Academic journal article Alif: Journal of Comparative Poetics

Seeing Children: A Photographer's View from the Arab World

Academic journal article Alif: Journal of Comparative Poetics

Seeing Children: A Photographer's View from the Arab World

Article excerpt

In this testimonial essay, the author introduces some of the children he has encountered while covering events in the Arab World for over twenty-seven years. It is a personal account with illustrations from Palestine, Algeria, Iraq, and Egypt. Looking beyond stereotypical images, and behind the scenes, the author creates a dialogue of text and photographs on the role and insights children have on current events he has witnessed. For the photographer, capturing images of children's daily life often provided a larger context for a story he was conveying. Photos and their narratives are shared as personal mementoes from his extended "family" album.


In the West, the image of the Arab World is primarily viewed through television and print media. In the US, most people do not even have passports. Many who do travel abroad would never consider going to the Middle East, because they perceive it all as a dangerous place. Inevitably, news focuses on conflicts and tragedies and that is the image which remains of the region. But in the case of the Arab World, there seems to be little space in western media for anything else. The common use of the adjective 'Islamic' to describe extremists, insurgents, fanatics, and suicide bombers does little to promote an accurate picture of Islamic societies in the minds of western audiences. Published images of children from the region often depict the wretched, the poor, refugees, child combatants, and laborers but rarely ordinary moments of daily life.

All of us as editors, photographers, and consumers have a role in confronting the proliferation of stereotypical images. Because despite the emergence of touted new media outlets for photography, such as satellite stations, internet sites, blogs, etc. the same kinds of images seem to dominate just as they did the 'old media.' I believe that the understanding of a news story is more acute when the audience sees an element of the living conditions and daily life situations the subjects face.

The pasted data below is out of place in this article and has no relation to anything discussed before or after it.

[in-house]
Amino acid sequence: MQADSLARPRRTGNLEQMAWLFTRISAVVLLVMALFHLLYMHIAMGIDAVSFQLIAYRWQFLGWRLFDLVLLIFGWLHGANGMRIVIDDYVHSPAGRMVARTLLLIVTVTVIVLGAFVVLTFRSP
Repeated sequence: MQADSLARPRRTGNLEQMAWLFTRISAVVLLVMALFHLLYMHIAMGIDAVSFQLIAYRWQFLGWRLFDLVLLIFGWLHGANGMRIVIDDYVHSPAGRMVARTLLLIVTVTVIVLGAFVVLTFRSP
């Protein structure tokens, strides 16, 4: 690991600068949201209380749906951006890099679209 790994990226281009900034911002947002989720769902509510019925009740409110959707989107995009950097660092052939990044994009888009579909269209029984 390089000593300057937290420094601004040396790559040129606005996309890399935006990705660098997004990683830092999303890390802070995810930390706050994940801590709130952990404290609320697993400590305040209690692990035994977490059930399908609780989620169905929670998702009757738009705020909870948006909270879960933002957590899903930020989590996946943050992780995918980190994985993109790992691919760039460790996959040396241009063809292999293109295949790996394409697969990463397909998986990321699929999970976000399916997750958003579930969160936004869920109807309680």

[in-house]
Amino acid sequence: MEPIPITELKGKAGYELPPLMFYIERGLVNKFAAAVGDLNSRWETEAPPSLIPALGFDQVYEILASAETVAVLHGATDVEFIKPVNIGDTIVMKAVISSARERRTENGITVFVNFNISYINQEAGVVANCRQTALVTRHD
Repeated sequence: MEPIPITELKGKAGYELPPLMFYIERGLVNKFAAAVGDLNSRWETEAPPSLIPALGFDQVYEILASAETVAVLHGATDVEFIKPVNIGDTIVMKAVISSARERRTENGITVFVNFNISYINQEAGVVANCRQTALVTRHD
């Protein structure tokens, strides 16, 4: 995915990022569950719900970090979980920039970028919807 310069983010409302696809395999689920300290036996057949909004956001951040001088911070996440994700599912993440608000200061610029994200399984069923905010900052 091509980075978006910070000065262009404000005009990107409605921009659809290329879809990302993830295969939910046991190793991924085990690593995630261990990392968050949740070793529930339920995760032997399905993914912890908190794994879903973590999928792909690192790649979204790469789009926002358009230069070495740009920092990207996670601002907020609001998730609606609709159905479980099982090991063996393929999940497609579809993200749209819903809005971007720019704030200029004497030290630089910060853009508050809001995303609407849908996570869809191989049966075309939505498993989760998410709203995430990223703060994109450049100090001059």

As I searched for images to accompany this essay, I had no trouble finding a large number of images of children. That is not so surprising since most of the countries I work in often have fifty percent or more of the population under the age of eighteen. Many of the photographs of children were taken as a sidebar to a news story I might be shooting for a magazine or a newspaper. Some I took for myself. Others were taken in the context of a specific story about children. But few of them had been widely published. When choosing pictures for an exhibit or publication, where I am in control of the editing process, I try to look for images that will question, rather than reinforce, stereotypes.

Taking photographs of kids anywhere can be difficult, and the Arab World is no exception. When shooting on the streets, inevitably, groups of children will gather when they see a photographer. Soon they all want to have their pictures taken. If you are carrying professional cameras and lenses, they might ask you if you are with CNN. A photographer can only hope to get more than a posed picture in situations like this, as children would all be jumping and pushing to be closer to the camera. Sometimes an adult figure steps in and brings the riot down. Many photographers will try to flee or yell at them. Those strategies rarely work. I try to find the leader among them, and often he will take you under his 'protection,' disperse the rest, and become your guide. Children have led me around Israeli checkpoints in Palestine, shown me the address I was looking for in Egypt, saved me from a mob in Sudan, and brought me to tears in Iraq. I try to get close to my subjects and, whenever possible, I avoid using telephoto lenses. Being able to speak Arabic helps immensely.


In Palestine, children are one of the main protagonists in a sad, violent story that plays out in Gaza and the West Bank. They protest and throw stones at the Israeli army, and in return receive tear gas, rubber-coated metal bullets, or live ammunition. …

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